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Death Wears A Top Hat

By Stephanie Minns All Rights Reserved ©

Thriller / Horror


When a series of grisly murders hits London, psychic Alison teams up with Sue McKentee, a determined detective, to solve the case and catch the murderer.


“Hola, Senor Canul?” Andy called politely through the dark doorway.

He wasn’t sure if he was expected, whether Rodriguez’ letter of introduction had actually reached here yet. An elderly Mayan man in a faded Nike T-shirt and orange nylon shorts appeared from the gloom of the shack, blinking in the sunlight like a bewildered owl.

“Ah, young Andy, I presume.” The greeting in Spanish was welcoming and enthusiastic.

The old man’s grin revealed a mouth devoid of teeth, bar a rotted stump at the front. His weather-beaten face gave the impression it had been forged from the bark of trees and the local ochre-red soil itself. ‘Is this really the man Rodriguez enthused so much about,’ Andy wondered, as they shook hands? The little bronze, pot-bellied Mayan before him didn’t strike him somehow as what an accomplished shaman should look like. But then he’d learned from the months he’d spent travelling and studying so far in Mexico and Guatemala that many things here were not as they first seemed.

Following the squat old man, Andy gratefully stepped into the shade of the hut, setting his rucksack down where indicated. It looked much like many rural, indigenous homes he’d visited recently with its bare, beaten earth floor and simple furniture, the adobe walls covered in colourful local textiles. This home though was missing the usual nod to Catholicism, found in the form of a homemade shrine containing a cheap plaster-cast figurine of the Virgin Mary or a saint, surrounded by candle stumps.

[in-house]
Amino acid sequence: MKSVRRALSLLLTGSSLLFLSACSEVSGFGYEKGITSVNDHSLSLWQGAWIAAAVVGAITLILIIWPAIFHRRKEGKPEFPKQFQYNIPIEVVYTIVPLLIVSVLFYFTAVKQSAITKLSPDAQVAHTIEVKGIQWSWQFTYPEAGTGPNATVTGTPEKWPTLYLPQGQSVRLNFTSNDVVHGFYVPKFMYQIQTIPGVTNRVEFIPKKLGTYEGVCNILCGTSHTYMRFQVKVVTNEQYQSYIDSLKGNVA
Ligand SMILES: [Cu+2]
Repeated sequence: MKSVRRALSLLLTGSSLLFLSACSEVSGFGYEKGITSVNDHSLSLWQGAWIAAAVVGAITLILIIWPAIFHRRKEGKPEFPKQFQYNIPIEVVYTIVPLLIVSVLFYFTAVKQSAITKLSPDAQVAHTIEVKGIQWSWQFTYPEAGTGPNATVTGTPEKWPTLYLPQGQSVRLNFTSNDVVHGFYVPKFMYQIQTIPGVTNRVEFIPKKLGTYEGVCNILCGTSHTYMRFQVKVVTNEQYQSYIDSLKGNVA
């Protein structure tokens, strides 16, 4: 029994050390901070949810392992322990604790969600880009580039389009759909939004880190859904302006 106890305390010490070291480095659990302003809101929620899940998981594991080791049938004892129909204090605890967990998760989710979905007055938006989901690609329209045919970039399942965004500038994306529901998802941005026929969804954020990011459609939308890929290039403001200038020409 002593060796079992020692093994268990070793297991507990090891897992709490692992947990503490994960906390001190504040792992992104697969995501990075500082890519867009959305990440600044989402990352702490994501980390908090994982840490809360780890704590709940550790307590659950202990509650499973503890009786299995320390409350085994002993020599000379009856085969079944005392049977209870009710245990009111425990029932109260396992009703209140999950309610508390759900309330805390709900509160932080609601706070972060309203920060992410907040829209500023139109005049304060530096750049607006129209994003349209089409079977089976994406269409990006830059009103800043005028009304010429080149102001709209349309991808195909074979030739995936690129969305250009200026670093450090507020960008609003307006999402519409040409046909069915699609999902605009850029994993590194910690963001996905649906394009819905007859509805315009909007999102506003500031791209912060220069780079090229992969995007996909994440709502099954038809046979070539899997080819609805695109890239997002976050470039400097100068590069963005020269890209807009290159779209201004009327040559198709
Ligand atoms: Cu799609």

Andy had spent many weeks at the Pagan forest shrines near Chichicastenango recently, where Rodriguez had guided him through ceremonies to the old Gods and the Goddesses of the moon, the sun, the maize and rain. To the local people, these were still the real ruling principles of the countryside and their way of life, not the patriarchal, invader-imposed Catholic Church, and he’d been privileged where some of his fellow field students had been denied, to witness these rites, even invited to take part. This was living history, still lived, and still performed with a quiet gratitude that ensured the rain would fall to grow the corn to feed the bellies. To Andy, a keen student of anthropology, the experience had been irreplaceable, a chance to absorb and learn things no dry, academic papers on the ancient Mayan culture could offer.

“I hear you English people like tea.”

Senor Canul studied the tall, tanned young man with the collar-length wavy blond hair and green eyes, standing awkwardly before him.

“We don’t get that here but I can offer you our mountain coffee, or a cold gallo.”

“A gallo would be good, thank you,” Andy replied. His Spanish had improved in leaps and bounds recently.

They took the cold beers to the shade of a jacaranda tree in the yard and Andy was acutely aware that his host was silently sizing him up, mentally measuring him. It made him feel transparent and vulnerable and he suddenly doubted the wisdom of coming here.

“Now,” Senor Canul remarked after a welcome swig from his bottle. “Rodriguez tells me you have already taken some steps on the knowledge path, that you’re not just another gringo who wants to be a wise-man after reading too many Yankee hippy books.”

Andy chuckled nervously, sensing a dig behind the words. The rheumy old eyes that studied him had a youthful sparkle in them though, playfully teasing.

“No, I’m really serious about this,” Andy replied.

“Well, English Andy, we’ll see. Now, tell me, what do you really want to learn? And why do English people like tea so much?”

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